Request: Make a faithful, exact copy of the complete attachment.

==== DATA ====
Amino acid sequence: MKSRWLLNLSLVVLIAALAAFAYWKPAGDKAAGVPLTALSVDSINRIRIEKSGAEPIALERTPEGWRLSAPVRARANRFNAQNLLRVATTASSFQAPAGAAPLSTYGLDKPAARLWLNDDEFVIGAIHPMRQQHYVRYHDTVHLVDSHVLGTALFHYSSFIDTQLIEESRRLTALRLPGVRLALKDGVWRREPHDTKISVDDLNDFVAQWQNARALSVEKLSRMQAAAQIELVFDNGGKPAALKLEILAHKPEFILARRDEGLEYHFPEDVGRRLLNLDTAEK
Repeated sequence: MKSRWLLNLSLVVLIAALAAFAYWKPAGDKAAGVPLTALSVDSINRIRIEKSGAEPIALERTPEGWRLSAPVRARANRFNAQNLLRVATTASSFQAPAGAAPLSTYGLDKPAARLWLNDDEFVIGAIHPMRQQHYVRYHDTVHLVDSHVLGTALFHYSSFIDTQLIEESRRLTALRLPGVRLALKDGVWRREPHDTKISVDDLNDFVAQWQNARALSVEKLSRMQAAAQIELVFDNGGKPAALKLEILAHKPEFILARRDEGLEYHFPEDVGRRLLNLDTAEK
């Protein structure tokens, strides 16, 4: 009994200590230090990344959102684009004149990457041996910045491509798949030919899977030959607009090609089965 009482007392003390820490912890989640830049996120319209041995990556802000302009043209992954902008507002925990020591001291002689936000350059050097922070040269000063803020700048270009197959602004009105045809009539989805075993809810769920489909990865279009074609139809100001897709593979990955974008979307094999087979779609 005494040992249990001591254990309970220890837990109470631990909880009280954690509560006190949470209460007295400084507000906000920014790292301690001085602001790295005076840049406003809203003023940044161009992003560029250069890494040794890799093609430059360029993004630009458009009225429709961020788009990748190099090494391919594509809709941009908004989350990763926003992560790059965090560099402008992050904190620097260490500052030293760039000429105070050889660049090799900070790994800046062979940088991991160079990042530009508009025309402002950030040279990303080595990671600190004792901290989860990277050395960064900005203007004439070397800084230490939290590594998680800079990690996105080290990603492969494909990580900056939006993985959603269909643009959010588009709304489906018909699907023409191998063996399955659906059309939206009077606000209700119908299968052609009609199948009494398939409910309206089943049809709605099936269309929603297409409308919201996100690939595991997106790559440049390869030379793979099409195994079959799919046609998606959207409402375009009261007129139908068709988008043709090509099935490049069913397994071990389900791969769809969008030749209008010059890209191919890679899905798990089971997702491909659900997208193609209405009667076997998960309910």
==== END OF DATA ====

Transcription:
Amino acid sequence: MKSRWLLNLSLVVLIAALAAFAYWKPAGDKAAGVPLTALSVDSINRIRIEKSGAEPIALERTPEGWRLSAPVRARANRFNAQNLLRVATTASSFQAPAGAAPLSTYGLDKPAARLWLNDDEFVIGAIHPMRQQHYVRYHDTVHLVDSHVLGTALFHYSSFIDTQLIEESRRLTALRLPGVRLALKDGVWRREPHDTKISVDDLNDFVAQWQNARALSVEKLSRMQAAAQIELVFDNGGKPAALKLEILAHKPEFILARRDEGLEYHFPEDVGRRLLNLDTAEK
Repeated sequence: MKSRWLLNLSLVVLIAALAAFAYWKPAGDKAAGVPLTALSVDSINRIRIEKSGAEPIALERTPEGWRLSAPVRARANRFNAQNLLRVATTASSFQAPAGAAPLSTYGLDKPAARLWLNDDEFVIGAIHPMRQQHYVRYHDTVHLVDSHVLGTALFHYSSFIDTQLIEESRRLTALRLPGVRLALKDGVWRREPHDTKISVDDLNDFVAQWQNARALSVEKLSRMQAAAQIELVFDNGGKPAALKLEILAHKPEFILARRDEGLEYHFPEDVGRRLLNLDTAEK
């Protein structure tokens, strides 16, 4: 009994200590230090990344959102684009004149990457041996910045491509798949030919899977030959607009090609089965 009482007392003390820490912890989640830049996120319209041995990556802000302009043209992954902008507002925990020591001291002689936000350059050097922070040269000063803020700048270009197959602004009105045809009539989805075993809810769920489909990865279009074609139809100001897709593979990955974008979307094999087979779609 005494040992249990001591254990309970220890837990109470631990909880009280954690509560006190949470209460007295400084507000906000920014790292301690001085602001790295005076840049406003809203003023940044161009992003560029250069890494040794890799093609430059360029993004630009458009009225429709961020788009990748190099090494391919594509809709941009908004989350990763926003992560790059965090560099402008992050904190620097260490500052030293760039000429105070050889660049090799900070790994800046062979940088991991160079990042530009508009025309402002950030040279990303080595990671600190004792901290989860990277050395960064900005203007004439070397800084230490939290590594998680800079990690996105080290990603492969494909990580900056939006993985959603269909643009959010588009709304489906018909699907023409191998063996399955659906059309939206009077606000209700119908299968052609009609199948009494398939409910309206089943049809709605099936269309929603297409409308919201996100690939595991997106790559440049390869030379793979099409195994079959799919046609998606959207409402375009009261007129139908068709988008043709090509099935490049069913397994071990389900791969769809969008030749209008010059890209191919890679899905798990089971997702491909659900997208193609209405009667076997998960309910």